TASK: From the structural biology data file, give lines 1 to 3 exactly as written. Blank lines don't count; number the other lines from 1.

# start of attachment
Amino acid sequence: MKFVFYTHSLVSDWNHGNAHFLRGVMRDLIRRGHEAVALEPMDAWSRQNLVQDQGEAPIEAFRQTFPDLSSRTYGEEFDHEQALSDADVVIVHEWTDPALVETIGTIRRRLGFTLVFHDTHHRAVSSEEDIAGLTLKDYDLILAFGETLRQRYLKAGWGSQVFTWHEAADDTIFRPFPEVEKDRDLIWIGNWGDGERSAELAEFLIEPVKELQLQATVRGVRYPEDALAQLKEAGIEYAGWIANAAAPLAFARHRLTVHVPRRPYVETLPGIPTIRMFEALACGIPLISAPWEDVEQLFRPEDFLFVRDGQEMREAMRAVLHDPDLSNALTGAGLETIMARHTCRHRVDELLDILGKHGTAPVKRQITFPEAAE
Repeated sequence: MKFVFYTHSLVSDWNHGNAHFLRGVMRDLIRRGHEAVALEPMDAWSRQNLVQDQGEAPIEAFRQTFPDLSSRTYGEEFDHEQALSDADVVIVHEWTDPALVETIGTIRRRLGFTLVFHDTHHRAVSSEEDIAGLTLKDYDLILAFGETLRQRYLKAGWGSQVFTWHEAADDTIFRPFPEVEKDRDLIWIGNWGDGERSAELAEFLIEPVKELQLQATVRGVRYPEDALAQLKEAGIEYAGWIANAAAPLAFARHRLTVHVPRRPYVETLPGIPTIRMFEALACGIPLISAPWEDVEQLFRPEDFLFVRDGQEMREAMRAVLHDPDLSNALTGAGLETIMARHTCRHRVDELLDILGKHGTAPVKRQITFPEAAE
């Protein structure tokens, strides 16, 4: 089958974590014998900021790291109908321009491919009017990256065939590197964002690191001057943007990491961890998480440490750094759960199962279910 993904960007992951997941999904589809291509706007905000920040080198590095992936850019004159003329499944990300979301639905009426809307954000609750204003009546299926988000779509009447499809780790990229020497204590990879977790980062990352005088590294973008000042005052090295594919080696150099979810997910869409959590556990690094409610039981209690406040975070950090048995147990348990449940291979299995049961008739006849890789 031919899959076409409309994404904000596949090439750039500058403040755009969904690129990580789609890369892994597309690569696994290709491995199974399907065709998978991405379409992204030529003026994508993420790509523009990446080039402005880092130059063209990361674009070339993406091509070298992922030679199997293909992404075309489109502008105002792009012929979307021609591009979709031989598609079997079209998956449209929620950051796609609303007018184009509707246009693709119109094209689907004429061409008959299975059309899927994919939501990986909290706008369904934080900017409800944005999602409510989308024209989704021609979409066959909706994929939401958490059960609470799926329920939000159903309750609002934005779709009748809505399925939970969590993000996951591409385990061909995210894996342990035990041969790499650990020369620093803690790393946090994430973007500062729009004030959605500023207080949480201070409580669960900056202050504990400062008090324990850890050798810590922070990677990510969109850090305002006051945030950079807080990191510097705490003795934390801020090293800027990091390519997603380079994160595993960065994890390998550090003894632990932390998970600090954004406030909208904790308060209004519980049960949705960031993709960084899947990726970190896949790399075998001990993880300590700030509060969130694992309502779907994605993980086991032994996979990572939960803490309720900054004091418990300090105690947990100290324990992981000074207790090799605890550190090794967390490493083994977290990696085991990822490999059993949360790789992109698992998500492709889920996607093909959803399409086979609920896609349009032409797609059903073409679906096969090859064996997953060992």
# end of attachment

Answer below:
Amino acid sequence: MKFVFYTHSLVSDWNHGNAHFLRGVMRDLIRRGHEAVALEPMDAWSRQNLVQDQGEAPIEAFRQTFPDLSSRTYGEEFDHEQALSDADVVIVHEWTDPALVETIGTIRRRLGFTLVFHDTHHRAVSSEEDIAGLTLKDYDLILAFGETLRQRYLKAGWGSQVFTWHEAADDTIFRPFPEVEKDRDLIWIGNWGDGERSAELAEFLIEPVKELQLQATVRGVRYPEDALAQLKEAGIEYAGWIANAAAPLAFARHRLTVHVPRRPYVETLPGIPTIRMFEALACGIPLISAPWEDVEQLFRPEDFLFVRDGQEMREAMRAVLHDPDLSNALTGAGLETIMARHTCRHRVDELLDILGKHGTAPVKRQITFPEAAE
Repeated sequence: MKFVFYTHSLVSDWNHGNAHFLRGVMRDLIRRGHEAVALEPMDAWSRQNLVQDQGEAPIEAFRQTFPDLSSRTYGEEFDHEQALSDADVVIVHEWTDPALVETIGTIRRRLGFTLVFHDTHHRAVSSEEDIAGLTLKDYDLILAFGETLRQRYLKAGWGSQVFTWHEAADDTIFRPFPEVEKDRDLIWIGNWGDGERSAELAEFLIEPVKELQLQATVRGVRYPEDALAQLKEAGIEYAGWIANAAAPLAFARHRLTVHVPRRPYVETLPGIPTIRMFEALACGIPLISAPWEDVEQLFRPEDFLFVRDGQEMREAMRAVLHDPDLSNALTGAGLETIMARHTCRHRVDELLDILGKHGTAPVKRQITFPEAAE
């Protein structure tokens, strides 16, 4: 089958974590014998900021790291109908321009491919009017990256065939590197964002690191001057943007990491961890998480440490750094759960199962279910 993904960007992951997941999904589809291509706007905000920040080198590095992936850019004159003329499944990300979301639905009426809307954000609750204003009546299926988000779509009447499809780790990229020497204590990879977790980062990352005088590294973008000042005052090295594919080696150099979810997910869409959590556990690094409610039981209690406040975070950090048995147990348990449940291979299995049961008739006849890789 031919899959076409409309994404904000596949090439750039500058403040755009969904690129990580789609890369892994597309690569696994290709491995199974399907065709998978991405379409992204030529003026994508993420790509523009990446080039402005880092130059063209990361674009070339993406091509070298992922030679199997293909992404075309489109502008105002792009012929979307021609591009979709031989598609079997079209998956449209929620950051796609609303007018184009509707246009693709119109094209689907004429061409008959299975059309899927994919939501990986909290706008369904934080900017409800944005999602409510989308024209989704021609979409066959909706994929939401958490059960609470799926329920939000159903309750609002934005779709009748809505399925939970969590993000996951591409385990061909995210894996342990035990041969790499650990020369620093803690790393946090994430973007500062729009004030959605500023207080949480201070409580669960900056202050504990400062008090324990850890050798810590922070990677990510969109850090305002006051945030950079807080990191510097705490003795934390801020090293800027990091390519997603380079994160595993960065994890390998550090003894632990932390998970600090954004406030909208904790308060209004519980049960949705960031993709960084899947990726970190896949790399075998001990993880300590700030509060969130694992309502779907994605993980086991032994996979990572939960803490309720900054004091418990300090105690947990100290324990992981000074207790090799605890550190090794967390490493083994977290990696085991990822490999059993949360790789992109698992998500492709889920996607093909959803399409086979609920896609349009032409797609059903073409679906096969090859064996997953060992």